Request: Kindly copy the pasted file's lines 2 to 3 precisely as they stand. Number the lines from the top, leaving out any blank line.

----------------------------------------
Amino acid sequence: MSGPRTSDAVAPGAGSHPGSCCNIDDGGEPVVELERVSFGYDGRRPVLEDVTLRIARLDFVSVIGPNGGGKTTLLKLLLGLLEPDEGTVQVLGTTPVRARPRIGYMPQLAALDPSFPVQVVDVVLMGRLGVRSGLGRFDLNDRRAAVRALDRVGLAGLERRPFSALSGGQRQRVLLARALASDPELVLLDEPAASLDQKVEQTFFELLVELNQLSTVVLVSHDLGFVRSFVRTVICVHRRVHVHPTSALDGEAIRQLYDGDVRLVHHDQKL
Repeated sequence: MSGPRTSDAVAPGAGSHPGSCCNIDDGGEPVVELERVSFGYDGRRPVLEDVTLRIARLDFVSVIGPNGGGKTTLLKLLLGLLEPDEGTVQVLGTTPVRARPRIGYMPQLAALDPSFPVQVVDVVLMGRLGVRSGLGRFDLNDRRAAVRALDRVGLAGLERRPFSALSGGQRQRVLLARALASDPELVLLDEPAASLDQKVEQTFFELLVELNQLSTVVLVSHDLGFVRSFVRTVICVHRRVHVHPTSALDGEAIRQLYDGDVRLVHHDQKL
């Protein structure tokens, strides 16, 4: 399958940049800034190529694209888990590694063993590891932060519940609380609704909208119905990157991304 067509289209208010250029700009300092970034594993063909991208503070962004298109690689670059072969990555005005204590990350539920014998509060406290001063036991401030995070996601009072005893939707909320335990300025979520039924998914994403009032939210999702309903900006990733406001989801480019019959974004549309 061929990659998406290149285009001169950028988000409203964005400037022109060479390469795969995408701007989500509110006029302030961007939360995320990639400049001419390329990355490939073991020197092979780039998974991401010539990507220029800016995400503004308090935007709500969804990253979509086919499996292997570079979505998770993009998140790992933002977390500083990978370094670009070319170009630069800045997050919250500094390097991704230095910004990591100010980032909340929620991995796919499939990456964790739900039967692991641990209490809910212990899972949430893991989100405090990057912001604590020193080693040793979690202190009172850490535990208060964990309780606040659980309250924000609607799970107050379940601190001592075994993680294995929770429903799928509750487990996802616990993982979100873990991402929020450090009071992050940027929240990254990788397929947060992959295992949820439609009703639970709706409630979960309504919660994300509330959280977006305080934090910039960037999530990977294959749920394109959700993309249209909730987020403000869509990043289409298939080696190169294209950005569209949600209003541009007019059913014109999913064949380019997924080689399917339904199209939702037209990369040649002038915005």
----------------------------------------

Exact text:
Repeated sequence: MSGPRTSDAVAPGAGSHPGSCCNIDDGGEPVVELERVSFGYDGRRPVLEDVTLRIARLDFVSVIGPNGGGKTTLLKLLLGLLEPDEGTVQVLGTTPVRARPRIGYMPQLAALDPSFPVQVVDVVLMGRLGVRSGLGRFDLNDRRAAVRALDRVGLAGLERRPFSALSGGQRQRVLLARALASDPELVLLDEPAASLDQKVEQTFFELLVELNQLSTVVLVSHDLGFVRSFVRTVICVHRRVHVHPTSALDGEAIRQLYDGDVRLVHHDQKL
């Protein structure tokens, strides 16, 4: 399958940049800034190529694209888990590694063993590891932060519940609380609704909208119905990157991304 067509289209208010250029700009300092970034594993063909991208503070962004298109690689670059072969990555005005204590990350539920014998509060406290001063036991401030995070996601009072005893939707909320335990300025979520039924998914994403009032939210999702309903900006990733406001989801480019019959974004549309 061929990659998406290149285009001169950028988000409203964005400037022109060479390469795969995408701007989500509110006029302030961007939360995320990639400049001419390329990355490939073991020197092979780039998974991401010539990507220029800016995400503004308090935007709500969804990253979509086919499996292997570079979505998770993009998140790992933002977390500083990978370094670009070319170009630069800045997050919250500094390097991704230095910004990591100010980032909340929620991995796919499939990456964790739900039967692991641990209490809910212990899972949430893991989100405090990057912001604590020193080693040793979690202190009172850490535990208060964990309780606040659980309250924000609607799970107050379940601190001592075994993680294995929770429903799928509750487990996802616990993982979100873990991402929020450090009071992050940027929240990254990788397929947060992959295992949820439609009703639970709706409630979960309504919660994300509330959280977006305080934090910039960037999530990977294959749920394109959700993309249209909730987020403000869509990043289409298939080696190169294209950005569209949600209003541009007019059913014109999913064949380019997924080689399917339904199209939702037209990369040649002038915005």